We all love it, it gives us energy, the so familiar flavors are fantastic, and the social aspect is important as well. But why is coffee so expensive? And why does some coffee cost $5 per bag and some $20/bag?
In order to understand why the cost is so high and why there are big differences in prices, we have to understand the whole coffee production process. The whole journey from coffee plants to a fresh cup of black gold in your hand.
But, if you just want the quick answer, scroll down to the summary.
There are basically 6 different steps in the coffee production process that I will cover in this article, and each of them is super important and heavily affects the price.
Step 1 – The Coffee Plant
The coffee we drink comes from Coffea, which is a genus of the Rubiaceae plant family. There are more than 120 different species of Coffea. The two most popular, which you most likely heard about, are Arabica and Robusta. Coffea plants are big and often in the size of a bush or tree and they can grow up to be 10m high (!?).
Even though the coffee plant can live up to 100 years (but more often 15-20years), the coffee farmers have to look after their plants and make sure that they will produce the quantities and qualities of coffee that want and need. And every now and then they need to plant some new plants for future production.
Step 2 – Harvesting
The harvesting process is something that heavily affects the price. Some producers do this by hand and some use machines.
The advantage of harvesting by hand is that you can be selective with what coffee cherries you pick, therefore this method is called “Selective Harvesting”. Selective harvesting enables the farmer to only pick the ripe coffee cherries, which will produce the best tasting coffee. The disadvantage is that it is much more labor intensive, and therefore also more expensive.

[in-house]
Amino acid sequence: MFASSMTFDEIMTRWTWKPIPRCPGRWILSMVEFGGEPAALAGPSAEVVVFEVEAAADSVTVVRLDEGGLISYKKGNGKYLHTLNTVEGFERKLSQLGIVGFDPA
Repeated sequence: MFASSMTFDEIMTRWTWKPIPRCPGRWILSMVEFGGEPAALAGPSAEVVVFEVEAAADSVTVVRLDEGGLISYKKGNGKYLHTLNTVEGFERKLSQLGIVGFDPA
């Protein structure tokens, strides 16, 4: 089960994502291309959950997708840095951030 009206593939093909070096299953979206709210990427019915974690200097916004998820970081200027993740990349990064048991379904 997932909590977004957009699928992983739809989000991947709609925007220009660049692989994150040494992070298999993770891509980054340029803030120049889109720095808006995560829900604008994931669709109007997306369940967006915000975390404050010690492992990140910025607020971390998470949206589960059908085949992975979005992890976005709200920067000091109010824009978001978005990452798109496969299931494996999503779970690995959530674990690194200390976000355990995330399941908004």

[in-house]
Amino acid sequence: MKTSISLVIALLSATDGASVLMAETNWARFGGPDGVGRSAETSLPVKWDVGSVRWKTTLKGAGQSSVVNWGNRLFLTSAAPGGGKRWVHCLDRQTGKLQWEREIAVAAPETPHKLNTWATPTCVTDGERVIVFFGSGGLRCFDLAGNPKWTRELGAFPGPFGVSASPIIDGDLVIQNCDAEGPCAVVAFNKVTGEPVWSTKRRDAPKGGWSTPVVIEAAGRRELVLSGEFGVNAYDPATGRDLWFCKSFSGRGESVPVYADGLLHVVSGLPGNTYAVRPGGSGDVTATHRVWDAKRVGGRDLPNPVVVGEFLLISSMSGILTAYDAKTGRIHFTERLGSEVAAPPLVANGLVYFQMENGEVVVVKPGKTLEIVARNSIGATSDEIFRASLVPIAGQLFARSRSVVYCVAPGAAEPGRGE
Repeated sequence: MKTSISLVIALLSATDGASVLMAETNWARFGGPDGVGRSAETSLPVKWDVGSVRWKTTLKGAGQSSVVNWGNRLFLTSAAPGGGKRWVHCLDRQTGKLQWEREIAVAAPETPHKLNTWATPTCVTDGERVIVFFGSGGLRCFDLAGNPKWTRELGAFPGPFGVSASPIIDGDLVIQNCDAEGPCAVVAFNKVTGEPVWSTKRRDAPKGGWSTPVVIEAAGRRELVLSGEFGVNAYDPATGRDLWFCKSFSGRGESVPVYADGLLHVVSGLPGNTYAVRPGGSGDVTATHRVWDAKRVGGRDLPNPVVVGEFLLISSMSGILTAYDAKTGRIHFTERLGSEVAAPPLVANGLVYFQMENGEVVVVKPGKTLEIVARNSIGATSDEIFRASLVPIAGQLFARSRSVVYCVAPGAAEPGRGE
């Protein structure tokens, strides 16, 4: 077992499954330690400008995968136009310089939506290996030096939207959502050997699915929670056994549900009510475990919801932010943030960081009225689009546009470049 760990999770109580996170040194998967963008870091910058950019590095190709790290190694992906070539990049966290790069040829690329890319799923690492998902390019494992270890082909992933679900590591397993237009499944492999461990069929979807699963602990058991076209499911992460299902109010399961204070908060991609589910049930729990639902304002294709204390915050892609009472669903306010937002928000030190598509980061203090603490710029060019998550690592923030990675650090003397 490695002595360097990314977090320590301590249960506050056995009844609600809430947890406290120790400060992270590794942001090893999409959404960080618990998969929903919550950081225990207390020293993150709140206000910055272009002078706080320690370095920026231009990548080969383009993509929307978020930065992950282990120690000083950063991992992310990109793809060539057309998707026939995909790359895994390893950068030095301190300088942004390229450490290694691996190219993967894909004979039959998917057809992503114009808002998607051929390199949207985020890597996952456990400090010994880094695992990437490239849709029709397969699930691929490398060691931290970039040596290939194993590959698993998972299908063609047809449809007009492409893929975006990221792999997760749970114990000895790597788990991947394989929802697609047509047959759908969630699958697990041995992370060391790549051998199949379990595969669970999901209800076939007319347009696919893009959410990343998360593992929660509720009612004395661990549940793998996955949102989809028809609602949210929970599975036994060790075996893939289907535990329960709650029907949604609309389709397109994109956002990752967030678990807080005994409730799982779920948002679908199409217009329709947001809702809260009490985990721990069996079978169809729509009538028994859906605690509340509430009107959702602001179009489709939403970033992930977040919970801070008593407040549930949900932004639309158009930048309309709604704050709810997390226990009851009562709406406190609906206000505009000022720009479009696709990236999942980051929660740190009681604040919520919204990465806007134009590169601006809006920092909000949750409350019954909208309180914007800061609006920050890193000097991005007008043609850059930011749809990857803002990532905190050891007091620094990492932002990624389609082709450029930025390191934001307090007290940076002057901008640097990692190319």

The opposit to selective harvesting is “Strip Harvesting”. Strip harvesting is when all the cherries are stripped from the trees, no matter the maturation level. This can be done manually or using machines. But both methods are less labor intense, cheaper and results generally in a lower quality coffee than the selective harvesting method.
The coffee is often harvested annually, but there are countries with a climate that allows harvesting two times each year. This affects, of course, the price as well. If the farmers would have the possibility to farm more often, they would be able to produce more coffee from less land which would have resulted in lower costs and prices.
Step 3 – Processing & Drying
As soon as possible after harvesting, the coffee cherries need to be processed and dried. No matter what harvesting method that was used, high quality coffee producers make sure to remove any bad cherries from the rest. Often, the cherries that are removed during this process are often sold as lower quality coffee.